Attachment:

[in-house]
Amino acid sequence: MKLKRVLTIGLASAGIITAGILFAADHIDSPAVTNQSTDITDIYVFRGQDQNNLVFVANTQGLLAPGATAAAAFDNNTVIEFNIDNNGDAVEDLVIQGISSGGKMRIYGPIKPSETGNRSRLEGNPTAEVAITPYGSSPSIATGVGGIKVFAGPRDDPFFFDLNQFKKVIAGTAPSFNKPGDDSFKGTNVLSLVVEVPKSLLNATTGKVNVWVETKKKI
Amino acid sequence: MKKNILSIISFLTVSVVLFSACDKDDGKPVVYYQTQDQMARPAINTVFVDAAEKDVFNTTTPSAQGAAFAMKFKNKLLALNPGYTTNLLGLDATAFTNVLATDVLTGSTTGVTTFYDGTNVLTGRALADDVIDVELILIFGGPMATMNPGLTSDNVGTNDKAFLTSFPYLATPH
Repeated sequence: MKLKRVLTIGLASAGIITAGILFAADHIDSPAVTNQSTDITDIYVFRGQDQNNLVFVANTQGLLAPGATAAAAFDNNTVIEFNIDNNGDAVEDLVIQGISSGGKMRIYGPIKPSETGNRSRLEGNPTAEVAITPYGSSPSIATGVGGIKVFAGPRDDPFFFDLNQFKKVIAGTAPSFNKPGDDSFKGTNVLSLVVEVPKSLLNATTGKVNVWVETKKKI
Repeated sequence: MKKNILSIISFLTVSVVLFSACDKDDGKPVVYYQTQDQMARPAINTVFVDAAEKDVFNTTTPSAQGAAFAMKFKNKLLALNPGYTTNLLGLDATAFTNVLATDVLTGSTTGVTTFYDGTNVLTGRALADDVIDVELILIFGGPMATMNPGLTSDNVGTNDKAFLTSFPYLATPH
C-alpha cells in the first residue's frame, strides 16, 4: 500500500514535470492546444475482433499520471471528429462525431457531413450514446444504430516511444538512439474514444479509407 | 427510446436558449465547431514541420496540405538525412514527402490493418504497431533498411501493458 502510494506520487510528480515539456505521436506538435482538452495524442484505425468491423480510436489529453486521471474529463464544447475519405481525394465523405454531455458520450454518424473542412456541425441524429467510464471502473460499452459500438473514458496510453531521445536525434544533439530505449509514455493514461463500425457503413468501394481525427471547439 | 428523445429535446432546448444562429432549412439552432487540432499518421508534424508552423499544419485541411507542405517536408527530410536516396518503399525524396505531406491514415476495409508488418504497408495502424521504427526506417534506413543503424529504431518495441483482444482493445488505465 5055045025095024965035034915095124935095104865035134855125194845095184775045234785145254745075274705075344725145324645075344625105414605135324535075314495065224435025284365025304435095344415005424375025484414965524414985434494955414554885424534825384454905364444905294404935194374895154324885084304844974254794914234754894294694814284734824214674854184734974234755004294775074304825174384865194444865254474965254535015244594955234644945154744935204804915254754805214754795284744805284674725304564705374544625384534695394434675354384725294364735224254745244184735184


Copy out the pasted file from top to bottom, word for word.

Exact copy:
[in-house]
Amino acid sequence: MKLKRVLTIGLASAGIITAGILFAADHIDSPAVTNQSTDITDIYVFRGQDQNNLVFVANTQGLLAPGATAAAAFDNNTVIEFNIDNNGDAVEDLVIQGISSGGKMRIYGPIKPSETGNRSRLEGNPTAEVAITPYGSSPSIATGVGGIKVFAGPRDDPFFFDLNQFKKVIAGTAPSFNKPGDDSFKGTNVLSLVVEVPKSLLNATTGKVNVWVETKKKI
Amino acid sequence: MKKNILSIISFLTVSVVLFSACDKDDGKPVVYYQTQDQMARPAINTVFVDAAEKDVFNTTTPSAQGAAFAMKFKNKLLALNPGYTTNLLGLDATAFTNVLATDVLTGSTTGVTTFYDGTNVLTGRALADDVIDVELILIFGGPMATMNPGLTSDNVGTNDKAFLTSFPYLATPH
Repeated sequence: MKLKRVLTIGLASAGIITAGILFAADHIDSPAVTNQSTDITDIYVFRGQDQNNLVFVANTQGLLAPGATAAAAFDNNTVIEFNIDNNGDAVEDLVIQGISSGGKMRIYGPIKPSETGNRSRLEGNPTAEVAITPYGSSPSIATGVGGIKVFAGPRDDPFFFDLNQFKKVIAGTAPSFNKPGDDSFKGTNVLSLVVEVPKSLLNATTGKVNVWVETKKKI
Repeated sequence: MKKNILSIISFLTVSVVLFSACDKDDGKPVVYYQTQDQMARPAINTVFVDAAEKDVFNTTTPSAQGAAFAMKFKNKLLALNPGYTTNLLGLDATAFTNVLATDVLTGSTTGVTTFYDGTNVLTGRALADDVIDVELILIFGGPMATMNPGLTSDNVGTNDKAFLTSFPYLATPH
C-alpha cells in the first residue's frame, strides 16, 4: 500500500514535470492546444475482433499520471471528429462525431457531413450514446444504430516511444538512439474514444479509407 | 427510446436558449465547431514541420496540405538525412514527402490493418504497431533498411501493458 502510494506520487510528480515539456505521436506538435482538452495524442484505425468491423480510436489529453486521471474529463464544447475519405481525394465523405454531455458520450454518424473542412456541425441524429467510464471502473460499452459500438473514458496510453531521445536525434544533439530505449509514455493514461463500425457503413468501394481525427471547439 | 428523445429535446432546448444562429432549412439552432487540432499518421508534424508552423499544419485541411507542405517536408527530410536516396518503399525524396505531406491514415476495409508488418504497408495502424521504427526506417534506413543503424529504431518495441483482444482493445488505465 5055045025095024965035034915095124935095104865035134855125194845095184775045234785145254745075274705075344725145324645075344625105414605135324535075314495065224435025284365025304435095344415005424375025484414965524414985434494955414554885424534825384454905364444905294404935194374895154324885084304844974254794914234754894294694814284734824214674854184734974234755004294775074304825174384865194444865254474965254535015244594955234644945154744935204804915254754805214754795284744805284674725304564705374544625384534695394434675354384725294364735224254745244184735184